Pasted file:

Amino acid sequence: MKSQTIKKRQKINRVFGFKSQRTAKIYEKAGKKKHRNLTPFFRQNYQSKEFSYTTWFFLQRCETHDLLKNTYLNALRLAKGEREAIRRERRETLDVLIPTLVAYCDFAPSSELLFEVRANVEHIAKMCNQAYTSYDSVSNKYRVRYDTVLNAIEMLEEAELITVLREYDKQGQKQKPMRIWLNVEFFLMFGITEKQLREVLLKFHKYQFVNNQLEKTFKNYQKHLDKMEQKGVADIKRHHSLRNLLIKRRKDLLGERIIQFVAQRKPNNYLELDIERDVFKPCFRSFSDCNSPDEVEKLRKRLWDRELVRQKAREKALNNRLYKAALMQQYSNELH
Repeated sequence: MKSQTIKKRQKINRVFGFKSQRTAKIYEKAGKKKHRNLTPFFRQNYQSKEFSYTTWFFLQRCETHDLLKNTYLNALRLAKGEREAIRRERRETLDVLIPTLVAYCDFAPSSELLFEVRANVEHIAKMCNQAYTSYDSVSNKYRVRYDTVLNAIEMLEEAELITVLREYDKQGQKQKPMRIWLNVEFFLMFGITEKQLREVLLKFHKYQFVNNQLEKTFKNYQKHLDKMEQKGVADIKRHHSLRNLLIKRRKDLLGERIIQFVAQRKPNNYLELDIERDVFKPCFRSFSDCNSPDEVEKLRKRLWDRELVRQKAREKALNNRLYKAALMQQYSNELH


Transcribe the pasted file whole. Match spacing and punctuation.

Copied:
Amino acid sequence: MKSQTIKKRQKINRVFGFKSQRTAKIYEKAGKKKHRNLTPFFRQNYQSKEFSYTTWFFLQRCETHDLLKNTYLNALRLAKGEREAIRRERRETLDVLIPTLVAYCDFAPSSELLFEVRANVEHIAKMCNQAYTSYDSVSNKYRVRYDTVLNAIEMLEEAELITVLREYDKQGQKQKPMRIWLNVEFFLMFGITEKQLREVLLKFHKYQFVNNQLEKTFKNYQKHLDKMEQKGVADIKRHHSLRNLLIKRRKDLLGERIIQFVAQRKPNNYLELDIERDVFKPCFRSFSDCNSPDEVEKLRKRLWDRELVRQKAREKALNNRLYKAALMQQYSNELH
Repeated sequence: MKSQTIKKRQKINRVFGFKSQRTAKIYEKAGKKKHRNLTPFFRQNYQSKEFSYTTWFFLQRCETHDLLKNTYLNALRLAKGEREAIRRERRETLDVLIPTLVAYCDFAPSSELLFEVRANVEHIAKMCNQAYTSYDSVSNKYRVRYDTVLNAIEMLEEAELITVLREYDKQGQKQKPMRIWLNVEFFLMFGITEKQLREVLLKFHKYQFVNNQLEKTFKNYQKHLDKMEQKGVADIKRHHSLRNLLIKRRKDLLGERIIQFVAQRKPNNYLELDIERDVFKPCFRSFSDCNSPDEVEKLRKRLWDRELVRQKAREKALNNRLYKAALMQQYSNELH